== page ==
I am trying to apply Fisher's exact test in a simulated genetics problem, but the p-values appear to be skewed to the right. Being a biologist, I guess I'm just missing something obvious to every statistician, so I would greatly appreciate your help.

My setup is this: (setup 1, marginals not fixed)
Two samples of 0s and 1s are randomly generated in R. Each sample n = 500, probabilities of sampling 0 and 1 are equal. I then compare the proportions of 0/1 in each sample with Fisher's exact test (just fisher.test; also tried other software with similar results). Sampling and testing is repeated 30 000 times. The resulting p-values are distributed like this: p-value distribution

Mean of all the p-values is around 0.55, 5th percentile at 0.0577. Even the distribution appears discontinuous on the right side.

I've been reading everything I can, but I don't find any indication that this behavior is normal - on the other hand, it's just simulated data, so I see no sources for any bias. Is there any adjustment I missed? Too small sample sizes? Or maybe it's not supposed to be uniformly distributed, and the p-values are interpreted differently?
Or should I just repeat this a million times, find the 0.05 quantile, and use that as the significance cutoff when I apply this to actual data?



Michael M suggested fixing the marginal values of 0 and 1. Now the p-values give a much nicer distribution - unfortunately, it's not uniform, nor of any other shape I recognize:

p-vals w fixed marginals

adding the actual R code: (setup 2, marginals fixed)

for(i in 1:30000){

Final edit:
As whuber points out in the comments, the areas just look distorted due to binning. I am attaching the QQ-plots for the setup 1 (free marginals) and setup 2 (fixed marginals). Similar plots are seen in Glen's simulations below, and all these results in fact seem rather uniform. Thanks for the help!


  • 2
    $\begingroup$ Try to repeat your simulation while holding not only the group sizes (500 each) but also the sum of "1" (over the pooled sample) constant. The p value of Fisher's exact test is derived under this "fixed marginal distribution" setting. Does the picture look better then? Btw. you cannot expect the p-value distribution to be exactly uniform by the discrete nature of the sampling distribution (i.e. the hypergeometric). $\endgroup$
    – Michael M
    Jul 21, 2015 at 19:57
  • 1
    $\begingroup$ It might be useful to have look at your R code. $\endgroup$ Jul 21, 2015 at 20:47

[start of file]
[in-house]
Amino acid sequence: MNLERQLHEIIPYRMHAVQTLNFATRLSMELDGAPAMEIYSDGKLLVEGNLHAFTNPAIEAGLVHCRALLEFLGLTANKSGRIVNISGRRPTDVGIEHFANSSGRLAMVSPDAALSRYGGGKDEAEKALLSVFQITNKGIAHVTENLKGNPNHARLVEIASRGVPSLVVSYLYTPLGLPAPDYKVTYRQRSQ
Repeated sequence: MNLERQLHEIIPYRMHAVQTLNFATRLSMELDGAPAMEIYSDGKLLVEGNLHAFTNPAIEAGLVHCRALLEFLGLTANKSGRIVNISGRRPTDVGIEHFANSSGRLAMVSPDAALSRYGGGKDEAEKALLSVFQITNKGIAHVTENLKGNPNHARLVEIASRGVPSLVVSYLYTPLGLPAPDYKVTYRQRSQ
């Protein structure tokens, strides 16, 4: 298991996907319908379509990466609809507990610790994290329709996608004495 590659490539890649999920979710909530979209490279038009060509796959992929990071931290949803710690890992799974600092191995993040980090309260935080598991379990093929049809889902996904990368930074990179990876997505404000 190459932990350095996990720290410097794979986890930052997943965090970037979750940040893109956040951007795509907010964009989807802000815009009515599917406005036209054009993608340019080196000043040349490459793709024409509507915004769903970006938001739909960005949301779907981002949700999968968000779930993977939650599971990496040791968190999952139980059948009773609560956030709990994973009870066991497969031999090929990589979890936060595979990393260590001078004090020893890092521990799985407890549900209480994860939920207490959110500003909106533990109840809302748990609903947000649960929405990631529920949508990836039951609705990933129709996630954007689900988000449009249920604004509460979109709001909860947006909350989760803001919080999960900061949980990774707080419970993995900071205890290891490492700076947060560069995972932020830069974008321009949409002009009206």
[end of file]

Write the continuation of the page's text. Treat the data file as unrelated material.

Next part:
• 1
    $\begingroup$ @Glen it seems to me from the code that in each iteration both samples have the same number of 0s and 1s (i.e. null hypothesis should hold) or am I wrong? $\endgroup$
    – bdeonovic
    Jul 21, 2015 at 22:55
  • 5
    $\begingroup$ These histograms look remarkably uniform to me. You have to remember that histograms display probability (or frequency) by means of area. The increasing gaps to the right (due to the unavoidable discreteness of the p-value distribution of any nonrandomized test of discrete data) cause the bar heights to increase, but their areas seem to be almost constant. Instead of using a histogram to assess uniformity, graph the empirical CDF. $\endgroup$
    – whuber
    Jul 21, 2015 at 23:45
  • 2
    $\begingroup$ Aside from the specific distribution, this question appears to be completely answered here $\endgroup$
    – Glen_b
    Jul 22, 2015 at 9:43

1 Answer 1


The problem is the data are discrete so histograms can be deceiving. I coded a simulation with qqplots that show an approximate uniform distribution.



for(i in 1:10000){

       panel = function(x, ...) {
         panel.qqmathline(x, ...)
         panel.qqmath(x, ...)

enter image description here

enter image description here

  • 5
    $\begingroup$ Such spikes and dips in histograms or bar charts of discrete data are often artifacts of the binning procedure. Don't trust them: use more discerning plots of the distributions, such as QQ plots or graphs of the ECDFs. Even if they are real, nobody will care provided the distributions of p-values are approximately uniform and of the right density where it matters for decision making: in the interval close to zero (and certainly less than 0.5). $\endgroup$
    – whuber
    Jul 21, 2015 at 23:47
  • $\begingroup$ Excellent point @whuber, I'll update with qqplots. $\endgroup$
    – Glen
    Jul 22, 2015 at 0:02
  • 2
    $\begingroup$ @whuber, Glen, thanks so much! In fact the binning was deceptive, as simply splitting Glen's histograms into more breaks gave a similar pattern to mine. And I also get linear empirical CDF/QQ with my simulations, so the problem seems to be solved. $\endgroup$
    – juod
    Jul 22, 2015 at 0:10
  • $\begingroup$ @juod: it would be highly appreciated if you could add the qqplot for illustration, maybe even for both simulations? $\endgroup$
    – Michael M
    Jul 22, 2015 at 5:38
  • $\begingroup$ The qq plots really help--thank you. Don't you want to change the first paragraph of your answer, though? Do you still maintain there is a problem with the simulation and that there is a "spike" in the p-value distribution? $\endgroup$
    – whuber
    Jul 22, 2015 at 15:14

Your Answer

By clicking “Post Your Answer”, you agree to our terms of service, privacy policy and cookie policy

Not the answer you're looking for? Browse other questions tagged or ask your own question.